Around 120 overseas doctors have been recruited through the NHS England’s international GP recruitment programme, 50 more than in February, but some way short of its target of 2,000.
NHSE has stated it will ‘re-examine its previous assumptions and plans’ on GP training numbers and international medical graduates coming to the UK to train as GPs, according to its latest board meeting with NHS Improvement.
The documents said over 70 of the 120 GPs are in the country ‘either seeing patients or in observer placements in practices.’ In February, NHSE confirmed more than 70 doctors have been recruited so far, and of these, 50 were in the country.
The international recruitment programme initially aimed to recruit 500 foreign doctors by 2020 when was set up in April 2016. A year later, NHSE increased its goal to say it anticipated between 2,000 and 3,000 GPs ‘may be recruited’ from overseas.
The documents also stated that the forthcoming final ‘People Plan and expansion of multi-disciplinary teams in networks, ‘may not prove sufficient’ to improve GP numbers.
Therefore, NHSE has said it will additionally consider re-examining its ‘previous assumptions and plans on future training numbers and clinicians from abroad, given the scale of the gap’.
The documents also mention NHS England is working with the RCGP and the GMC to aid with international medical graduates from outside the EEA area.
It says: ‘We are working with colleagues in the Royal College of GPs and the General Medical Council to explore potential routes into general practice for non-EEA doctors, although regulatory restrictions prevent recruitment from most non-EEA countries.’
The GMC has said this refers to their efforts to streamline the process for adding international medical graduates to the UK register.
A GMC spokesperson said: ‘The programme has initially focused on targeting doctors from the European Economic Area (EEA), as their training is recognised in the UK under EU law, we have been working with the RCGP to review and streamline the application process for GPs from other countries where the curriculum and training standards are similar to ours, starting with Australia.’
They added the process of checking and evaluating evidence from international applicants has now been halved.
They said: ‘The application process for internationally qualified GPs applying to join the GP register normally takes around a year. We have managed to streamline our part in this process following research that was carried out by the University of Exeter to map the training, curricula, assessments and healthcare contexts of England with Australia.’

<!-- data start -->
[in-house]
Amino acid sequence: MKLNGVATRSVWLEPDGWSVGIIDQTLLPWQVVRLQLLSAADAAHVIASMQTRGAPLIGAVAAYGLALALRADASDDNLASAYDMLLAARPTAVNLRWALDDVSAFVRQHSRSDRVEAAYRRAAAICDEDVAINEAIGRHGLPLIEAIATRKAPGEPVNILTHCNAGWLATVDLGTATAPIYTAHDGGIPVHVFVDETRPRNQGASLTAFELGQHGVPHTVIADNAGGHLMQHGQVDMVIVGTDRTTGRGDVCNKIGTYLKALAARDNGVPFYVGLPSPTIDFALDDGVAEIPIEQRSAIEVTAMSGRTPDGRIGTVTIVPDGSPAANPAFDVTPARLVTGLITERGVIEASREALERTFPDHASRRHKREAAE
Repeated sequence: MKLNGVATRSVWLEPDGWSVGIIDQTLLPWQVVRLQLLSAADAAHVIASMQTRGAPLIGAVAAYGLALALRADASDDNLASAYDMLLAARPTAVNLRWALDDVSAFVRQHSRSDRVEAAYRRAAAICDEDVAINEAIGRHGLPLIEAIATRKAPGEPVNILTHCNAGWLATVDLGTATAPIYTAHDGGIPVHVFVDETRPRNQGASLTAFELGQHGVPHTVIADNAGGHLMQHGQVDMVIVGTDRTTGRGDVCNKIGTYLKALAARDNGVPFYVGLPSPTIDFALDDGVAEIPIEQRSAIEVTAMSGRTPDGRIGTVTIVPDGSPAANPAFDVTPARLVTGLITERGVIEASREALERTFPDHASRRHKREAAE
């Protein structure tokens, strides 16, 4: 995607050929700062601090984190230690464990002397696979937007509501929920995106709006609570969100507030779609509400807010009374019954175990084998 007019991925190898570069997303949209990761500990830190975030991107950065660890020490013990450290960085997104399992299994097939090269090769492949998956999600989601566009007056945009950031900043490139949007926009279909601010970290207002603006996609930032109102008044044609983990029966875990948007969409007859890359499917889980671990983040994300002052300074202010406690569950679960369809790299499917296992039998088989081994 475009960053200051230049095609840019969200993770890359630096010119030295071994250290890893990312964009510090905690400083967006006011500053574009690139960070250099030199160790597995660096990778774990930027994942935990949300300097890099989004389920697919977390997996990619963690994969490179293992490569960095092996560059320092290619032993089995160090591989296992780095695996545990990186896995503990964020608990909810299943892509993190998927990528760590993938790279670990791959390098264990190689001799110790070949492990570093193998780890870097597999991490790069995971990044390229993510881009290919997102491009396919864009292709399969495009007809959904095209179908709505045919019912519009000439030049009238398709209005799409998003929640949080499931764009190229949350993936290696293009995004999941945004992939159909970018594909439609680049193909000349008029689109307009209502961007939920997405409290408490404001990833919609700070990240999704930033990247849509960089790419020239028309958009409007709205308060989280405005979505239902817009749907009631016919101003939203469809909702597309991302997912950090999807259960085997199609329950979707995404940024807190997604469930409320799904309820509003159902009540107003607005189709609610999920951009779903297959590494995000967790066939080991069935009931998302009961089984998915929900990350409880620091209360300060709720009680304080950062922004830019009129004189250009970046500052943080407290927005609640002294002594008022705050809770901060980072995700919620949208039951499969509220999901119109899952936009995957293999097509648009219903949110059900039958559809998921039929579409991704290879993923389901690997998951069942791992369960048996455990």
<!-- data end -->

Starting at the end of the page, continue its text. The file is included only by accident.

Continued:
But Walsall LMC medical secretary Dr Uzma Ahmad said the numbers are quite ‘disappointing’ and ‘slow’ and that NHSE should draw its attention to GP retention in the UK.
She said: ‘The uptake has not been that great really. We think that GPs should be jumping to work here so the fact that it has gone so slowly is really disappointing. I don’t think that’s a good number, nor is it a good feat to get to what we need.
‘They need to work the state of general practice for the current GPs who are working here, the real hardcore GPs, what are they doing to retain them? That is not what they’re working on enough. Very little has been done for the working GPs here. These are heard abroad as well and devalues the current state of general practice, that it is not that appealing for the doctors who want to come and work in the UK as GPs.
‘If they do not concentrate on making the life of a current working GP better, I don’t see that it will attract any GPs either from medical schools or either from abroad if they hear stories like that.‘
RCGP chair Professor Helen Stokes-Lampard said the Government needs to act upon the recent recommendation to put GPs on the shortage occupation list to help facilitate international GP recruitment.
She said: ‘The NHS long term plan has aspirations that will be great for patient care, but if these are to be realised we need a substantially expanded workforce to deliver it – and the international recruitment scheme is one important element of building the GP workforce, so it’s good to see more doctors coming through this route.
‘To help facilitate this further, the Government needs to act on the Migration Advisory Committee’s recent recommendation and put doctors on the Shortage Occupation List.
‘Ultimately, we need the next iteration of the NHS People Plan to include more detail of comprehensive initiatives to further boost GP recruitment – we already have more GPs in training than ever before – and introduce meaningful initiatives to retain our existing workforce, so that we can deliver the care our patients need and deserve.’
Last month, recruitment agencies approved by NHS Employers to recruit international GPs said that Brexit was the ‘one thing’ slowing down international recruitment because of uncertainty.
In February, Pulse learned that CCGs had been forced to cut its ‘overly ambitious’ international recruitment targets.